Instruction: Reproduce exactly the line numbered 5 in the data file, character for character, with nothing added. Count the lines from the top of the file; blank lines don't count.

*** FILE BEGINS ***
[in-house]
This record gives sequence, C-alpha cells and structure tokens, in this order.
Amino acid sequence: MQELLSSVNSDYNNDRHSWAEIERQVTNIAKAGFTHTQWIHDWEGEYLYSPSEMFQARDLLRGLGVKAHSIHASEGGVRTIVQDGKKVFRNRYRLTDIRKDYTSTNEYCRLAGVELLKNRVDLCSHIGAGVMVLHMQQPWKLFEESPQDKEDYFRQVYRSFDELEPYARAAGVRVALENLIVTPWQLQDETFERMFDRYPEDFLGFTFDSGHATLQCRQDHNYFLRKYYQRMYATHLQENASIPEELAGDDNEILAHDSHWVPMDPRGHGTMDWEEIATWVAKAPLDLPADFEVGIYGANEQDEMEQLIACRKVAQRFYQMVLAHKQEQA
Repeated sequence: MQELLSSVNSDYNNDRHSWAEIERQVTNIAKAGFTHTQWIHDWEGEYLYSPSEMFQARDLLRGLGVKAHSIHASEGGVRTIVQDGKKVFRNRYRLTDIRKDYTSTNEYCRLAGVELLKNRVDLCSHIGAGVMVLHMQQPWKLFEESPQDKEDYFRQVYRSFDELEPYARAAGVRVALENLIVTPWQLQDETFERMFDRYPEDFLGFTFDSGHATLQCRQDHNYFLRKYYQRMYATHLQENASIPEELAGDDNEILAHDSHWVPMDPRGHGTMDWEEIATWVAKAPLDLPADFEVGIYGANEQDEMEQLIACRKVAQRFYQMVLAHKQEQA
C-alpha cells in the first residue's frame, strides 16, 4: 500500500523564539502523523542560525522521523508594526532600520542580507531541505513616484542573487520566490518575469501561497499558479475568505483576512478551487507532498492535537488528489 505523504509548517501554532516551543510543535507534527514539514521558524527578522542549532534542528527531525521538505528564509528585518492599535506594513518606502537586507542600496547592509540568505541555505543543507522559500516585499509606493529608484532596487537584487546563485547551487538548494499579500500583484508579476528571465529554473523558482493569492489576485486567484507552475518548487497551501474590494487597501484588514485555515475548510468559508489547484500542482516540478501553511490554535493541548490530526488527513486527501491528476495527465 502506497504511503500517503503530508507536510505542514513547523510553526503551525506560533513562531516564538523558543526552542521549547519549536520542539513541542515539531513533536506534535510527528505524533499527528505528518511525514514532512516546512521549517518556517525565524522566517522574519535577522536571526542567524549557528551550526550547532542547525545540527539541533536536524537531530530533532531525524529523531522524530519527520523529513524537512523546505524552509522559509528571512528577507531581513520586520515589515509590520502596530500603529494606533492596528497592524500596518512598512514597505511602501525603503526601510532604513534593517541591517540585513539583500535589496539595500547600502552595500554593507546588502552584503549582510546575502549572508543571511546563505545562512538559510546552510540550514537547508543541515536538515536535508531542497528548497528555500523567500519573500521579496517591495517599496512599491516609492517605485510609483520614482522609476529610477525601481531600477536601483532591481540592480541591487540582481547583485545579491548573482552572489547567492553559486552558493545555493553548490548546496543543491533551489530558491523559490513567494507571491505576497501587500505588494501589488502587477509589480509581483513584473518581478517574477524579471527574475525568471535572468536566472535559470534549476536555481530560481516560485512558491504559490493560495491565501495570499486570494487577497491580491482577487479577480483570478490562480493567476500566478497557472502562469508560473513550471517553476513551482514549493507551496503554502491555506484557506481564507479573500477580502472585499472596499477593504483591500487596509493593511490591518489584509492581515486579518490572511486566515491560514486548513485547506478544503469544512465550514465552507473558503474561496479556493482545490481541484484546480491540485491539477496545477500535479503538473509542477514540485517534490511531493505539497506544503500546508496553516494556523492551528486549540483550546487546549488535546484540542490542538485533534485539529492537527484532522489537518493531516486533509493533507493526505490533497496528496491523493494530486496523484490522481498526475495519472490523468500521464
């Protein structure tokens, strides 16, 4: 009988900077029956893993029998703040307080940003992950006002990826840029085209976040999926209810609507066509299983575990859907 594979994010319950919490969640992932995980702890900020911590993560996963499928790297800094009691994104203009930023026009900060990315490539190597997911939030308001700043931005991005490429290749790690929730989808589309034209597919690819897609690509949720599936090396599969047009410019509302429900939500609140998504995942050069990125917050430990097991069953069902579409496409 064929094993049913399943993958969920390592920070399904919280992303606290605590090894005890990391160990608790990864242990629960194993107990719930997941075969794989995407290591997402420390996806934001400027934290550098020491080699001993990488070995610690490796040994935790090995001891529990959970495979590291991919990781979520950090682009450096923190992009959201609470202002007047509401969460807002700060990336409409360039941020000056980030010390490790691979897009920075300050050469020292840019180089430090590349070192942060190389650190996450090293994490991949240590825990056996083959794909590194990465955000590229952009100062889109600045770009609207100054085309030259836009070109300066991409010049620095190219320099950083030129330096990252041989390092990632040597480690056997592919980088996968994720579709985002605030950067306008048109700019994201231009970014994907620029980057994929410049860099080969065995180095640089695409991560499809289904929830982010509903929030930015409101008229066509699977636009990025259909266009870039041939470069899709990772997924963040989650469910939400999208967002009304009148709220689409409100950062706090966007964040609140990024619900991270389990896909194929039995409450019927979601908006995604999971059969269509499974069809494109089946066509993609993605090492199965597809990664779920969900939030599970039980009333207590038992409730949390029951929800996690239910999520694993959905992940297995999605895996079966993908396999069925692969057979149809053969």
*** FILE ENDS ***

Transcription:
C-alpha cells in the first residue's frame, strides 16, 4: 500500500523564539502523523542560525522521523508594526532600520542580507531541505513616484542573487520566490518575469501561497499558479475568505483576512478551487507532498492535537488528489 505523504509548517501554532516551543510543535507534527514539514521558524527578522542549532534542528527531525521538505528564509528585518492599535506594513518606502537586507542600496547592509540568505541555505543543507522559500516585499509606493529608484532596487537584487546563485547551487538548494499579500500583484508579476528571465529554473523558482493569492489576485486567484507552475518548487497551501474590494487597501484588514485555515475548510468559508489547484500542482516540478501553511490554535493541548490530526488527513486527501491528476495527465 502506497504511503500517503503530508507536510505542514513547523510553526503551525506560533513562531516564538523558543526552542521549547519549536520542539513541542515539531513533536506534535510527528505524533499527528505528518511525514514532512516546512521549517518556517525565524522566517522574519535577522536571526542567524549557528551550526550547532542547525545540527539541533536536524537531530530533532531525524529523531522524530519527520523529513524537512523546505524552509522559509528571512528577507531581513520586520515589515509590520502596530500603529494606533492596528497592524500596518512598512514597505511602501525603503526601510532604513534593517541591517540585513539583500535589496539595500547600502552595500554593507546588502552584503549582510546575502549572508543571511546563505545562512538559510546552510540550514537547508543541515536538515536535508531542497528548497528555500523567500519573500521579496517591495517599496512599491516609492517605485510609483520614482522609476529610477525601481531600477536601483532591481540592480541591487540582481547583485545579491548573482552572489547567492553559486552558493545555493553548490548546496543543491533551489530558491523559490513567494507571491505576497501587500505588494501589488502587477509589480509581483513584473518581478517574477524579471527574475525568471535572468536566472535559470534549476536555481530560481516560485512558491504559490493560495491565501495570499486570494487577497491580491482577487479577480483570478490562480493567476500566478497557472502562469508560473513550471517553476513551482514549493507551496503554502491555506484557506481564507479573500477580502472585499472596499477593504483591500487596509493593511490591518489584509492581515486579518490572511486566515491560514486548513485547506478544503469544512465550514465552507473558503474561496479556493482545490481541484484546480491540485491539477496545477500535479503538473509542477514540485517534490511531493505539497506544503500546508496553516494556523492551528486549540483550546487546549488535546484540542490542538485533534485539529492537527484532522489537518493531516486533509493533507493526505490533497496528496491523493494530486496523484490522481498526475495519472490523468500521464